Fill NumPy Arrays with numpy.fill and numpy.full


Filling NumPy arrays with a specific value is a typical task in Python. It’s common to create an array, then initialize or change some values, and later reset the array to a starting value. It’s also common to initialize a NumPy array with a starting value, such as a no data value. These operations may be especially important when working with geographical data like raster and NetCDF files.

There are two simple ways to fill NumPy arrays. You can fill an existing array with a specific value using numpy.fill(). Alternatively, you can initialize a new array with a specific value using numpy.full(). NumPy also has built-in functions to create and fill arrays with zeros (numpy.zeros()) and ones (numpy.ones()).

We’ll start with a demonstration of how to change all the values in an existing array (numpy.fill()), then move on the to built-in function to initialize arrays with specific values.

All of the code for this lesson is going to be written as if you were using an interactive console (like the Anaconda prompt, bash, terminal, cmd, etc.). Make sure you have imported NumPy as follows to use the code snippets in this tutorial

import numpy as np

numpy.fill()

To start, let’s create a simple, empty array. If you’re not familiar with how to create NumPy arrays you can check out my guide. This code creates a 1D array with 5 elements. In a real-world example, this could be an array that I initialized and then wanted to assign another value to later.

a = np.empty(5)

The array should look similar to the result below. Your values will be slightly different. Again, for a description of creating arrays with NumPy visit my guide. It will explain the creation methods used in this tutorial.

array([7.56603881e-307, 6.23054972e-307, 6.23053954e-307, 1.02360052e-306,
 1.78020984e-306])

Now, let’s fill that array with a specified value using numpy.fill(). Numpy.fill() is a very simple function. It can be called on any NumPy array of any dimension. It takes one argument, the value that will fill all array elements. For example, to fill the array we created with the value 2, use the following line of code.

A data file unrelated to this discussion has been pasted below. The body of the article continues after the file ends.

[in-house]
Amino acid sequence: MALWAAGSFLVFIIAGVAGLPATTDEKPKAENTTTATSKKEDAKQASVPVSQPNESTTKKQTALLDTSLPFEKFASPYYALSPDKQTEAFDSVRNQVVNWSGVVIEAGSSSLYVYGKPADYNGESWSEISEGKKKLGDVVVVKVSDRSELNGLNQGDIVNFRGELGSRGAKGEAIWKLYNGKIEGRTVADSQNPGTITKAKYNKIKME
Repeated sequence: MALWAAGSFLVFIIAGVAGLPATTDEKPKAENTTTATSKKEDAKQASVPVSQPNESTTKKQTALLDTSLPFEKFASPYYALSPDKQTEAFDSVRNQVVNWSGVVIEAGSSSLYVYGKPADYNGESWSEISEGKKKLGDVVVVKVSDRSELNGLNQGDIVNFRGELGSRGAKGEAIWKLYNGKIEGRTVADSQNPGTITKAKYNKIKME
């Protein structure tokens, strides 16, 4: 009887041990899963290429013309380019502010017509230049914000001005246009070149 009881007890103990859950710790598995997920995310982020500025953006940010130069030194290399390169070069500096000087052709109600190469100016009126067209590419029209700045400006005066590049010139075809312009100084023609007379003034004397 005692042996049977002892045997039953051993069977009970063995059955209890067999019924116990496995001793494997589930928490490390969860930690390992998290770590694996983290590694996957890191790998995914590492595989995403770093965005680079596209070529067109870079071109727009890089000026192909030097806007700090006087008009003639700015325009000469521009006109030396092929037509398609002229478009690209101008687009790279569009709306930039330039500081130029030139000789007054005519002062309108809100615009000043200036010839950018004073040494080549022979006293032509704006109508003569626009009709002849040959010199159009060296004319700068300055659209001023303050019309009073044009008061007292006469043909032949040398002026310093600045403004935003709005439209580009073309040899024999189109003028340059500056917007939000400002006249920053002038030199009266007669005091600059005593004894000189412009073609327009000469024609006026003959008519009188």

a.fill(2)

Your result should match the one below.

array([2., 2., 2., 2., 2.])

That’s all for numpy.fill() it’s a very simple, very powerful, and very useful function.

numpy.full()

With numpy.full() we can combine the two lines of code from the last section (one line to create an empty array, and one line to fill the array with a value) into a single function. Numpy.full() is useful when you want to initialize an array and already know the value you want to array to be initialized to. For example, you may want to create a raster that is initially filled with a specific no data value.

Two arguments must be specified for numpy.full(): the shape of the array, and the fill value. Remember, NumPy array shapes are defined as tuples. Two optional arguments can also be specified: the data type (dtype) and whether to use C or Fortran order to store the data. Usually, the defaults for these arguments are fine.

To create a 2D array with 5 rows and 5 columns that is filled with -9999, use the following code.

a = np.full((5,5), -9999)

And the result . . .

array([[-9999, -9999, -9999, -9999, -9999],
       [-9999, -9999, -9999, -9999, -9999],
       [-9999, -9999, -9999, -9999, -9999],
       [-9999, -9999, -9999, -9999, -9999],
       [-9999, -9999, -9999, -9999, -9999]])

Notice the values are integers. If I wanted the values to be floating point, I simply need to pass a floating point value (i.e. add a decimal) to np.full, like so.

a = np.full((5,5), -9999.)

Then check the array data type to ensure it is indeed a float.

a.dtype

And it is.

dtype('float64')

Once again, a very simple function that is very useful.

numpy.zeros()

Numpy.zeros() is basically a special implementation of numpy.full(). It takes a shape argument and the optional data type and order arguments. The result is an array filled with zeros. We can create the same array as above with zeros like so.

np.zeros((5,5))

And the result . . .

array([[0., 0., 0., 0., 0.],
       [0., 0., 0., 0., 0.],
       [0., 0., 0., 0., 0.],
       [0., 0., 0., 0., 0.],
       [0., 0., 0., 0., 0.]])

numpy.ones()

Numpy.ones() functions the same as numpy.zeros(), but (obviously) initializes an array of ones. The arguments are the same; shape, data type, and order.

Conclusion

Filling arrays is a simple, yet important operation. It is an operation that you will conduct many times. Understanding the various methods available to fill arrays can help you streamline your programs and analyses by eliminating unnecessary code.

Konrad Hafen

Konrad is a natural resources scientist. He develops models and analysis workflows to predict and evaluate changes to landscapes and water resources.

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